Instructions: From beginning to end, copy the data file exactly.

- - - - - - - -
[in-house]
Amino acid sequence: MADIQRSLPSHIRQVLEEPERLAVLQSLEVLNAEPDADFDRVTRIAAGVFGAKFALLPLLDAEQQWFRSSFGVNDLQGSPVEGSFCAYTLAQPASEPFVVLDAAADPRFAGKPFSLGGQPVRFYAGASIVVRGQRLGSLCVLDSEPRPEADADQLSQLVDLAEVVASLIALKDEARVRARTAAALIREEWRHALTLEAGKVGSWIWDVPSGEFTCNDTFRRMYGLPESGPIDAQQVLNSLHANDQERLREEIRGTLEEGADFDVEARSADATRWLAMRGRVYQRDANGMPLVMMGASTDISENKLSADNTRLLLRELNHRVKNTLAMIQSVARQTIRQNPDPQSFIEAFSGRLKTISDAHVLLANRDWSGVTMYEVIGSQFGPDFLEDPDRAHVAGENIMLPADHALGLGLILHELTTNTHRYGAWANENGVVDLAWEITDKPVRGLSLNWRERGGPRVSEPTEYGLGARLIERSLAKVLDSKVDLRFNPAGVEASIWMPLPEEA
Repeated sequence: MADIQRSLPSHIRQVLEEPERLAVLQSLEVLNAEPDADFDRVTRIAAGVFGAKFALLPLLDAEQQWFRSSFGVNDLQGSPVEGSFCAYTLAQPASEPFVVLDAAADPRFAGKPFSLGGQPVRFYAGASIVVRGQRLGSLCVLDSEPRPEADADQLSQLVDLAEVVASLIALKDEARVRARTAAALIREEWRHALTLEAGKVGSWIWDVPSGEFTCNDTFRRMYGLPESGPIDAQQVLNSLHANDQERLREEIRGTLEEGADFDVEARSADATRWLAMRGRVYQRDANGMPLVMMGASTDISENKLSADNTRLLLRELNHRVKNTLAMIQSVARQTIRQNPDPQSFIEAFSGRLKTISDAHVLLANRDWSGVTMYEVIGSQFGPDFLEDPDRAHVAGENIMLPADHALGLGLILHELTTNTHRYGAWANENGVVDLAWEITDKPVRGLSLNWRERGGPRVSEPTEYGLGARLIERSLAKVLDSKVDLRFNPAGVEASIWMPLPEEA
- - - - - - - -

[in-house]
Amino acid sequence: MADIQRSLPSHIRQVLEEPERLAVLQSLEVLNAEPDADFDRVTRIAAGVFGAKFALLPLLDAEQQWFRSSFGVNDLQGSPVEGSFCAYTLAQPASEPFVVLDAAADPRFAGKPFSLGGQPVRFYAGASIVVRGQRLGSLCVLDSEPRPEADADQLSQLVDLAEVVASLIALKDEARVRARTAAALIREEWRHALTLEAGKVGSWIWDVPSGEFTCNDTFRRMYGLPESGPIDAQQVLNSLHANDQERLREEIRGTLEEGADFDVEARSADATRWLAMRGRVYQRDANGMPLVMMGASTDISENKLSADNTRLLLRELNHRVKNTLAMIQSVARQTIRQNPDPQSFIEAFSGRLKTISDAHVLLANRDWSGVTMYEVIGSQFGPDFLEDPDRAHVAGENIMLPADHALGLGLILHELTTNTHRYGAWANENGVVDLAWEITDKPVRGLSLNWRERGGPRVSEPTEYGLGARLIERSLAKVLDSKVDLRFNPAGVEASIWMPLPEEA
Repeated sequence: MADIQRSLPSHIRQVLEEPERLAVLQSLEVLNAEPDADFDRVTRIAAGVFGAKFALLPLLDAEQQWFRSSFGVNDLQGSPVEGSFCAYTLAQPASEPFVVLDAAADPRFAGKPFSLGGQPVRFYAGASIVVRGQRLGSLCVLDSEPRPEADADQLSQLVDLAEVVASLIALKDEARVRARTAAALIREEWRHALTLEAGKVGSWIWDVPSGEFTCNDTFRRMYGLPESGPIDAQQVLNSLHANDQERLREEIRGTLEEGADFDVEARSADATRWLAMRGRVYQRDANGMPLVMMGASTDISENKLSADNTRLLLRELNHRVKNTLAMIQSVARQTIRQNPDPQSFIEAFSGRLKTISDAHVLLANRDWSGVTMYEVIGSQFGPDFLEDPDRAHVAGENIMLPADHALGLGLILHELTTNTHRYGAWANENGVVDLAWEITDKPVRGLSLNWRERGGPRVSEPTEYGLGARLIERSLAKVLDSKVDLRFNPAGVEASIWMPLPEEA